‘Snow White and the Seven Dwarfs’ was the first movie in what would eventually become a popular planetary Disney princess franchise. The movie was released in 1937, and the viewers were absolutely enchanted with the story and with the never-before-seen visuals. We decided to revisit the original in order to answer one burning question – the one related to the story’s setting. Let’s see where & where ‘Snow White and the Seven Dwarfs’ take place.
The setting of ‘Snow White and the Seven Dwarfs’ was never explained in detail
“Snow White and the Seven Dwarfs” may initially seem challenging to place on a timeline, but subtle hints, especially in the characters’ clothing, provide clues that help determine the era, but the story likely takes place in the 1500s, and here’s how we know that.
The first clue is as always, the clothing. While medieval clothing can appear generic, specific details such as over-the-top collars help narrow down the time period. The presence of high collars, reminiscent of those seen in portraits of influential figures like Queen Elizabeth and Spanish royalty, points to the 1500s.
Although Snow White and the Evil Queen both feature high collars, the materials and design choices differentiate them. The Evil Queen’s collar is sharp and pointy, while Snow White’s is rounder and cuts off lower.
Capes and wide sleeves were popular fashion elements during the 1500s, and these can be observed in the Evil Queen’s attire. Snow White’s dress, while typical for the time period, deviates with short sleeves and bright colors. This was most likely a creative choice to appeal to the movie’s young audience.
Makeup also contributes to the time frame. Snow White’s minimal makeup, with a pale complexion and bright red lipstick, aligns with the beauty standards of the 1500s. The Evil Queen, as the antagonist, wears heavier makeup, including eye shadow.
‘Snow White and the Seven Dwarfs’ takes place in Germany
When considering the geographical location of the story, it’s evident that Snow White is set in Germany. One clear indicator is the fact that the story was published in a collection of folktales by the Brothers Grimm, who were German.
A closer look at the dwarfs’ home provides another clue. In one scene, a shelf filled with books and various furniture strongly suggests a German setting.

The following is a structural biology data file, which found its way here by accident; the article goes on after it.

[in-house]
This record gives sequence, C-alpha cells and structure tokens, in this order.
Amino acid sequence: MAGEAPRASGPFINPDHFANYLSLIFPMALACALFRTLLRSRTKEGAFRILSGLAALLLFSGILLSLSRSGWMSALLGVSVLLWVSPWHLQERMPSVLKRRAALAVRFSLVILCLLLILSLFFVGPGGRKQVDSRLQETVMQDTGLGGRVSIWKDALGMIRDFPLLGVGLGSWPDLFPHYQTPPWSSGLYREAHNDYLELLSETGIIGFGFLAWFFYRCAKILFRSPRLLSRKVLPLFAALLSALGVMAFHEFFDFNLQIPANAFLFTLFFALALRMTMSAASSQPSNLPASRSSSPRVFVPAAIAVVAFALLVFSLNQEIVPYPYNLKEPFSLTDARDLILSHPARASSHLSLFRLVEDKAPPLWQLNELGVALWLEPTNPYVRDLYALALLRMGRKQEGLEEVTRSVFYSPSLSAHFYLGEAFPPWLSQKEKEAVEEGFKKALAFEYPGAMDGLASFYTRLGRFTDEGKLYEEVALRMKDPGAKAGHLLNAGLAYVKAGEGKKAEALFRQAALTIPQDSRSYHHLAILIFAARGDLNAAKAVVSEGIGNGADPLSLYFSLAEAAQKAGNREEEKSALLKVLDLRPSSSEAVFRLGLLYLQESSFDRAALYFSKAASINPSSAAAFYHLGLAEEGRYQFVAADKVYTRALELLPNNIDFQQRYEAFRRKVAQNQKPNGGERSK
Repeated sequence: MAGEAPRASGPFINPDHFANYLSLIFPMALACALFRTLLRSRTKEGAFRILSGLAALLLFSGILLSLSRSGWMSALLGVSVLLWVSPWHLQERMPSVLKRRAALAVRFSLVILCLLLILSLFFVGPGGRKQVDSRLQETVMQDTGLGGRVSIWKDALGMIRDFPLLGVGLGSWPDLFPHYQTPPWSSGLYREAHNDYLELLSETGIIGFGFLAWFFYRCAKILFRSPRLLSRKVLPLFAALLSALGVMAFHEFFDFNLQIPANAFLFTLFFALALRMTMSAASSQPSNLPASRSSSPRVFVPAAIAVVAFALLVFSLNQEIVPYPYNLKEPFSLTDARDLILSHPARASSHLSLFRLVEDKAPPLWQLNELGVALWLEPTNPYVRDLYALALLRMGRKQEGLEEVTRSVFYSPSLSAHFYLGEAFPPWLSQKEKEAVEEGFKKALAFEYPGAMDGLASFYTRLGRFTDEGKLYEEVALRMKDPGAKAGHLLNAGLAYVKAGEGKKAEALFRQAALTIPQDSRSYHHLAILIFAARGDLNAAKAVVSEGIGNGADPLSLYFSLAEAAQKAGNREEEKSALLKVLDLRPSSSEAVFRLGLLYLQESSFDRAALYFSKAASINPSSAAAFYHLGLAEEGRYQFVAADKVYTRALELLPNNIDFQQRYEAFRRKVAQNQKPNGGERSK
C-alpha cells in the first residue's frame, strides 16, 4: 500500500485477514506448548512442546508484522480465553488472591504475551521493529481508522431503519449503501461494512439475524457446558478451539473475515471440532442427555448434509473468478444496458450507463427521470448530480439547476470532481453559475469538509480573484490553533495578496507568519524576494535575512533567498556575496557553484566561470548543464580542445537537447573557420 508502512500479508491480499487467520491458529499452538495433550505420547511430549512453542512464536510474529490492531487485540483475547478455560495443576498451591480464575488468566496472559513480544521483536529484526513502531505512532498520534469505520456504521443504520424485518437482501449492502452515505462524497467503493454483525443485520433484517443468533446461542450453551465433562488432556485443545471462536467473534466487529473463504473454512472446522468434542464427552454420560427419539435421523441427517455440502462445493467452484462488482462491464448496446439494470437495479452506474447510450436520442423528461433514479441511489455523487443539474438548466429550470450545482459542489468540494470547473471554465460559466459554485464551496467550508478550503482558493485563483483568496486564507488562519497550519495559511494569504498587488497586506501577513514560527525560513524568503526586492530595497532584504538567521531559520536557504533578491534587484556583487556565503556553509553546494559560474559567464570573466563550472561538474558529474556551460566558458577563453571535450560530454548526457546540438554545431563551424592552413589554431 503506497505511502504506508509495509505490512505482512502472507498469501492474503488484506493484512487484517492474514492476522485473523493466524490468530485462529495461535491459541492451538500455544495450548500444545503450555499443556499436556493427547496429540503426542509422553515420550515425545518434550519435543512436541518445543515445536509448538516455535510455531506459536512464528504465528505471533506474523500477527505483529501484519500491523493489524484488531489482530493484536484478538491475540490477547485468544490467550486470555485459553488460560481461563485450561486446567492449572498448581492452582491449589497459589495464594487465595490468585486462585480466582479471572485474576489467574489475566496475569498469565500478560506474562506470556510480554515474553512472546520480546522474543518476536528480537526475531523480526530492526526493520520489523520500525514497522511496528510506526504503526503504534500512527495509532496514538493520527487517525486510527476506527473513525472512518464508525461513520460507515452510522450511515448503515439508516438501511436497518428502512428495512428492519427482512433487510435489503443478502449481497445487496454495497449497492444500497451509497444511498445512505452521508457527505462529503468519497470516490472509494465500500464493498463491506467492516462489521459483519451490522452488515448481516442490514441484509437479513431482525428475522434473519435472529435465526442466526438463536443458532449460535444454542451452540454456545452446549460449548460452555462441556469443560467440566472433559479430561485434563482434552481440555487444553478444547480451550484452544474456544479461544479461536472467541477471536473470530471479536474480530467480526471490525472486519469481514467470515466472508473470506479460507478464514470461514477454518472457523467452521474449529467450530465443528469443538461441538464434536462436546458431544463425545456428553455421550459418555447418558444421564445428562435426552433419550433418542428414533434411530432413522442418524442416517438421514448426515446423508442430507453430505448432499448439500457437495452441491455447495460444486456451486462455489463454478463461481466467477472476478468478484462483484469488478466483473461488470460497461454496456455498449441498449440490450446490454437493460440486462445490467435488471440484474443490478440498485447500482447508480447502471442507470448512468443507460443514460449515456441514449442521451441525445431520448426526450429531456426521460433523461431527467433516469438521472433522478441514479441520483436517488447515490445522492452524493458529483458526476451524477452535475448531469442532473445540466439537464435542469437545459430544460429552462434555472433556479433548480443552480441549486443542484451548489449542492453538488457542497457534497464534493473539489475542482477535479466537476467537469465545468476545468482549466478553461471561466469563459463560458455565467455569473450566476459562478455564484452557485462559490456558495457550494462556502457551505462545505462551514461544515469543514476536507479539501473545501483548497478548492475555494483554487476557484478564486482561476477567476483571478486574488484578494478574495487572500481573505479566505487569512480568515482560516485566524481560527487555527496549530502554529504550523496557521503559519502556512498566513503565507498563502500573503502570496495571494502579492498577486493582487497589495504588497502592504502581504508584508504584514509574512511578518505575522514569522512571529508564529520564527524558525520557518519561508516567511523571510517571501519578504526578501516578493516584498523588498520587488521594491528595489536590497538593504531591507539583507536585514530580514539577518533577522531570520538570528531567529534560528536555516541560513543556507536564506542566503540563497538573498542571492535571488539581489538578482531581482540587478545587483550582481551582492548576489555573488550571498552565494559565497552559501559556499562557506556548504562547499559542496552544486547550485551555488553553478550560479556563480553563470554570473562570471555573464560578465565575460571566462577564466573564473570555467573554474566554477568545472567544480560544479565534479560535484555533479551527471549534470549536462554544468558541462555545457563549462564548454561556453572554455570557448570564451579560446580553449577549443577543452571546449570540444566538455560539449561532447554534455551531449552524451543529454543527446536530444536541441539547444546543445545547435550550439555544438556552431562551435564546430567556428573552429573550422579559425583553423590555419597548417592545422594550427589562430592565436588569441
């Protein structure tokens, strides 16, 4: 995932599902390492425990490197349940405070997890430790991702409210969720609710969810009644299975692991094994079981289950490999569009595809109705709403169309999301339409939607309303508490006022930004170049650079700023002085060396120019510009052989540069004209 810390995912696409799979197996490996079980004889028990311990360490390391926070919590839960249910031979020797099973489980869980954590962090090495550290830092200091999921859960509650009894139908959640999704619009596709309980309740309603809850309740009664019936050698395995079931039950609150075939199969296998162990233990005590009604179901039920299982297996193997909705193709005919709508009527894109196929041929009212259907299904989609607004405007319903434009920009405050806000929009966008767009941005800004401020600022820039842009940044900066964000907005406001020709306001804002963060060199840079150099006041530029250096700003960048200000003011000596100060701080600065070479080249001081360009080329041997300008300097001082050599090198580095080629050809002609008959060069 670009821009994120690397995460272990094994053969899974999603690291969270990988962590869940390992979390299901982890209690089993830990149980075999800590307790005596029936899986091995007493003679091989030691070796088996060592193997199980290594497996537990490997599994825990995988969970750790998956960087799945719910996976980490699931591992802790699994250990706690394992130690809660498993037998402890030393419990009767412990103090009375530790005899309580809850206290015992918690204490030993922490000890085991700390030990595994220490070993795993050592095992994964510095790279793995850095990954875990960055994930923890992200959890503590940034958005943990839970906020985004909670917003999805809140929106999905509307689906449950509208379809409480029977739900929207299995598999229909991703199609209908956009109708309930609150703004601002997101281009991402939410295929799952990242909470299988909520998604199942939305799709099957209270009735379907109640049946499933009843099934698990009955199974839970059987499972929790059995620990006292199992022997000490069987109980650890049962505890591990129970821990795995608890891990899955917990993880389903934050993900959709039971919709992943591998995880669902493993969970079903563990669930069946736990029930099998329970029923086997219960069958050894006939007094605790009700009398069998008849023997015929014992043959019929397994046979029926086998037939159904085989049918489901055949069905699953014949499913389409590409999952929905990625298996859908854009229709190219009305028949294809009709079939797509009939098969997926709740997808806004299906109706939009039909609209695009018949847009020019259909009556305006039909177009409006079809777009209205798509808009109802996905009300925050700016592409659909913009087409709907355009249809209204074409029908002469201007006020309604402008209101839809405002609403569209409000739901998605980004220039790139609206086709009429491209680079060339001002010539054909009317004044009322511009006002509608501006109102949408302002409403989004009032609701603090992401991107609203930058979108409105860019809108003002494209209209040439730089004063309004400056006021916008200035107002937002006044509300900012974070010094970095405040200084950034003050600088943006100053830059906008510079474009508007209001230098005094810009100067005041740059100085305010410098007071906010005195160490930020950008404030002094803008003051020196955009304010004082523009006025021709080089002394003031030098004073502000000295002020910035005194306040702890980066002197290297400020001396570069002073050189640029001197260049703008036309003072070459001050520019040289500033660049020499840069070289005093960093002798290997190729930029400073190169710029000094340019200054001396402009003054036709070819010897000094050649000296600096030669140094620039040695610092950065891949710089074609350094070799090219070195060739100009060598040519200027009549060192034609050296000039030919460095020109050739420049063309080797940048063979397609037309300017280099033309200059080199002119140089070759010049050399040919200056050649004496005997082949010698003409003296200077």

The dwarfs’ constant yodeling serves as an additional hint. This form of singing is native to Germany, and given that the story is set in the 1500s, it aligns with the historical context rather than being a later influence.
It’s important to note that while the story is undoubtedly German, the exact location within Germany is not specified. Looking at a modern political map, the narrative could unfold anywhere in Germany or even extend to regions that now comprise Belgium, the Netherlands, or Luxembourg.
‘Snow White’ was inspired by a folk tale
The best-known version of Snow White originates from Germany, featured in the fairy tale collections of the Grimm brothers, German scholars, historians, and writers. Their compilation, ‘Nursery and Household Tales,’ published in 1812, included not only Snow White but also stories adapted into older Disney classics like Cinderella and Rapunzel.
The brothers, akin to their other adaptations, didn’t create the Snow White story but collected it from German folk traditions. Passed down through generations, the original tale evolved over time, with the version in ‘Nursery and Household Tales’ differing significantly from its original form.
Disney continued this tradition with its animated adaptation in 1937. However, the Disney version, to cater to American audiences, made substantial changes, toning down the darker elements of the original tale.
In the original story, the Evil Queen not only orders the hunter to kill Snow White but also indulges in disturbing acts like boiling and consuming what she believes to be Snow White’s boar organs. The adaptation omits these gruesome details.
Disney ages up the main character, presenting a 14-year-old Snow White in contrast to the original tale, where she is only 7 years old. The adaptation also streamlines the Evil Queen’s attempts on Snow White’s life, excluding instances like attempting suffocation with a tight corset and poisoning with a comb, retaining only the iconic apple attempt.
A positive divergence from the original is that in the book, Snow White revives when a stumbling dwarf dislodges the apple from her throat.
One significant change, made for a good reason, is in the way the Evil Queen meets her demise. In Disney’s version, she falls off a cliff chased by the dwarfs, attributing her death to gravity. In the original tale, Snow White seeks revenge, compelling the Evil Queen to dance in scorching iron shoes until her death.